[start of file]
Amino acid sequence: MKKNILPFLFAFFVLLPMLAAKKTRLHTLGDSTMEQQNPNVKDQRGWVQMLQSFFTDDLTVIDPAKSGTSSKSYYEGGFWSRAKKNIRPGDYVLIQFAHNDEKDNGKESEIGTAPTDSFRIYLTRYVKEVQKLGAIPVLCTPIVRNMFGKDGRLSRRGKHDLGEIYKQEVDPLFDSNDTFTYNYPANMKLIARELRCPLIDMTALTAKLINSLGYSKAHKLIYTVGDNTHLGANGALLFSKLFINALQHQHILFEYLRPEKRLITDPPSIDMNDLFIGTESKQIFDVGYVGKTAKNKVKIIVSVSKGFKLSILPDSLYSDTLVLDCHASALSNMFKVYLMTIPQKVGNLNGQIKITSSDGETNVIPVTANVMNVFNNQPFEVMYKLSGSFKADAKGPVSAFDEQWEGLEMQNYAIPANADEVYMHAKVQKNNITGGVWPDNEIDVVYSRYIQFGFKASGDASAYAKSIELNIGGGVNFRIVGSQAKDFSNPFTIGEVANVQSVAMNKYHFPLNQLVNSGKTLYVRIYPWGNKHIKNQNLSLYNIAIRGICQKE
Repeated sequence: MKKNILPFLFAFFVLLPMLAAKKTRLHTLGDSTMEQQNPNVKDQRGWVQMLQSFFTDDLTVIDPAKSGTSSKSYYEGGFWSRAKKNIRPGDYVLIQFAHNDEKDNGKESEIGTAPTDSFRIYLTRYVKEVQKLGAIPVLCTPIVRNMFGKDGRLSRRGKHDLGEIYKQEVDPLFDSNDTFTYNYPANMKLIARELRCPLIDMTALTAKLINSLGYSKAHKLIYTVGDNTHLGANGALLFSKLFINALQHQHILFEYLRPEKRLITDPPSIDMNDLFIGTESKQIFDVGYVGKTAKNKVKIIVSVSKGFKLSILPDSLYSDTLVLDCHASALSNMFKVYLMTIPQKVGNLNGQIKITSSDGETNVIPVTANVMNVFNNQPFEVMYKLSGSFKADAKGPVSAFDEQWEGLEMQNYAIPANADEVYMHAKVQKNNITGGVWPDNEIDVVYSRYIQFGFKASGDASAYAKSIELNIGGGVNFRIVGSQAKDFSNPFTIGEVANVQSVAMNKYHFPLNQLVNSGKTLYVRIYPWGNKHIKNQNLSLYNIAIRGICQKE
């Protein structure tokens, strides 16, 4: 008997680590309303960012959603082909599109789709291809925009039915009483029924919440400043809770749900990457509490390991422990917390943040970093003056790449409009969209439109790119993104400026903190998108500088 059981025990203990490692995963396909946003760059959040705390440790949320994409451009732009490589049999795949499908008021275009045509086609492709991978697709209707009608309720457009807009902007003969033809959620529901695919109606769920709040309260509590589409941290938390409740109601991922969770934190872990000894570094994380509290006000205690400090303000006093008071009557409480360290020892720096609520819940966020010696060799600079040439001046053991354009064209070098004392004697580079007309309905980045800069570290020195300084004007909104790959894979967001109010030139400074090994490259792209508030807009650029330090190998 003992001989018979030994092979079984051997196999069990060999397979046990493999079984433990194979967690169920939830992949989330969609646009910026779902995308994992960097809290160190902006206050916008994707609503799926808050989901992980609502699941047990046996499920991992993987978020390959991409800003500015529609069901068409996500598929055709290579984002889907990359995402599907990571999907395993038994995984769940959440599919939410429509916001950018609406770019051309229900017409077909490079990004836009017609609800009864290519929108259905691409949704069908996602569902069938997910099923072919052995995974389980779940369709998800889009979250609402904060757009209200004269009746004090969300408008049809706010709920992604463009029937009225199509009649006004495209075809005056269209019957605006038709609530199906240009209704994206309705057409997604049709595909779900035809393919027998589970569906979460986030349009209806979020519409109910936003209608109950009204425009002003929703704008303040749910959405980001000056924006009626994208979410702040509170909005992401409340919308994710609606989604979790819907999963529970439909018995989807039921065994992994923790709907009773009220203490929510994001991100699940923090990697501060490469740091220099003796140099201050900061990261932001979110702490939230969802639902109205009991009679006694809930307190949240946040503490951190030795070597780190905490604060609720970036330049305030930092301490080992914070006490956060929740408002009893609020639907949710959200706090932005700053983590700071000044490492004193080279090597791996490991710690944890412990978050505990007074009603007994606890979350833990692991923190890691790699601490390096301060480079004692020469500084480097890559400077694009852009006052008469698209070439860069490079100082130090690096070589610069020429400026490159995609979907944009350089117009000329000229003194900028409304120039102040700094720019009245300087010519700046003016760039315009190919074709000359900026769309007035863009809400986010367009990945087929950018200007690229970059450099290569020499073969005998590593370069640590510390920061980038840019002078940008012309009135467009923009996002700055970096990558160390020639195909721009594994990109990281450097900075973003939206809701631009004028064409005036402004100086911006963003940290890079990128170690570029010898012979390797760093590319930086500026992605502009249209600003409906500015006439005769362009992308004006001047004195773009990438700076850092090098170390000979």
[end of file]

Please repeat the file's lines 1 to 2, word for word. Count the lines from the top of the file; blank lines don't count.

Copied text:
Amino acid sequence: MKKNILPFLFAFFVLLPMLAAKKTRLHTLGDSTMEQQNPNVKDQRGWVQMLQSFFTDDLTVIDPAKSGTSSKSYYEGGFWSRAKKNIRPGDYVLIQFAHNDEKDNGKESEIGTAPTDSFRIYLTRYVKEVQKLGAIPVLCTPIVRNMFGKDGRLSRRGKHDLGEIYKQEVDPLFDSNDTFTYNYPANMKLIARELRCPLIDMTALTAKLINSLGYSKAHKLIYTVGDNTHLGANGALLFSKLFINALQHQHILFEYLRPEKRLITDPPSIDMNDLFIGTESKQIFDVGYVGKTAKNKVKIIVSVSKGFKLSILPDSLYSDTLVLDCHASALSNMFKVYLMTIPQKVGNLNGQIKITSSDGETNVIPVTANVMNVFNNQPFEVMYKLSGSFKADAKGPVSAFDEQWEGLEMQNYAIPANADEVYMHAKVQKNNITGGVWPDNEIDVVYSRYIQFGFKASGDASAYAKSIELNIGGGVNFRIVGSQAKDFSNPFTIGEVANVQSVAMNKYHFPLNQLVNSGKTLYVRIYPWGNKHIKNQNLSLYNIAIRGICQKE
Repeated sequence: MKKNILPFLFAFFVLLPMLAAKKTRLHTLGDSTMEQQNPNVKDQRGWVQMLQSFFTDDLTVIDPAKSGTSSKSYYEGGFWSRAKKNIRPGDYVLIQFAHNDEKDNGKESEIGTAPTDSFRIYLTRYVKEVQKLGAIPVLCTPIVRNMFGKDGRLSRRGKHDLGEIYKQEVDPLFDSNDTFTYNYPANMKLIARELRCPLIDMTALTAKLINSLGYSKAHKLIYTVGDNTHLGANGALLFSKLFINALQHQHILFEYLRPEKRLITDPPSIDMNDLFIGTESKQIFDVGYVGKTAKNKVKIIVSVSKGFKLSILPDSLYSDTLVLDCHASALSNMFKVYLMTIPQKVGNLNGQIKITSSDGETNVIPVTANVMNVFNNQPFEVMYKLSGSFKADAKGPVSAFDEQWEGLEMQNYAIPANADEVYMHAKVQKNNITGGVWPDNEIDVVYSRYIQFGFKASGDASAYAKSIELNIGGGVNFRIVGSQAKDFSNPFTIGEVANVQSVAMNKYHFPLNQLVNSGKTLYVRIYPWGNKHIKNQNLSLYNIAIRGICQKE